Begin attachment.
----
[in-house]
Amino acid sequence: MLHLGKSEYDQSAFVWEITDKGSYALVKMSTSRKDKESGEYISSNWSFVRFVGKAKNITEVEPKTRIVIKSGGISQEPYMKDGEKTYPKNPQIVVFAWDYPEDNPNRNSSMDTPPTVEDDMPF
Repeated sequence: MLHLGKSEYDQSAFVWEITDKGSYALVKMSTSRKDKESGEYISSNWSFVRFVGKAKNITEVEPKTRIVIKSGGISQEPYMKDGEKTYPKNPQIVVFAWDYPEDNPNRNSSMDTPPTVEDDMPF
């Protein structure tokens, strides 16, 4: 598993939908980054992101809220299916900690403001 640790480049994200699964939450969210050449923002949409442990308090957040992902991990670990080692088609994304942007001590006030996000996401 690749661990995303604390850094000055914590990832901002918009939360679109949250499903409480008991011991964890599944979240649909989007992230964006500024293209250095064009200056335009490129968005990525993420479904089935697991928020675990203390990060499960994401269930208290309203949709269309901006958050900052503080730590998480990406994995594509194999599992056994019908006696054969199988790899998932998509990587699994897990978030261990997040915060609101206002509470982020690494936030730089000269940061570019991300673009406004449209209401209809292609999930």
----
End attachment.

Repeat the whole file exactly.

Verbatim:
[in-house]
Amino acid sequence: MLHLGKSEYDQSAFVWEITDKGSYALVKMSTSRKDKESGEYISSNWSFVRFVGKAKNITEVEPKTRIVIKSGGISQEPYMKDGEKTYPKNPQIVVFAWDYPEDNPNRNSSMDTPPTVEDDMPF
Repeated sequence: MLHLGKSEYDQSAFVWEITDKGSYALVKMSTSRKDKESGEYISSNWSFVRFVGKAKNITEVEPKTRIVIKSGGISQEPYMKDGEKTYPKNPQIVVFAWDYPEDNPNRNSSMDTPPTVEDDMPF
């Protein structure tokens, strides 16, 4: 598993939908980054992101809220299916900690403001 640790480049994200699964939450969210050449923002949409442990308090957040992902991990670990080692088609994304942007001590006030996000996401 690749661990995303604390850094000055914590990832901002918009939360679109949250499903409480008991011991964890599944979240649909989007992230964006500024293209250095064009200056335009490129968005990525993420479904089935697991928020675990203390990060499960994401269930208290309203949709269309901006958050900052503080730590998480990406994995594509194999599992056994019908006696054969199988790899998932998509990587699994897990978030261990997040915060609101206002509470982020690494936030730089000269940061570019991300673009406004449209209401209809292609999930």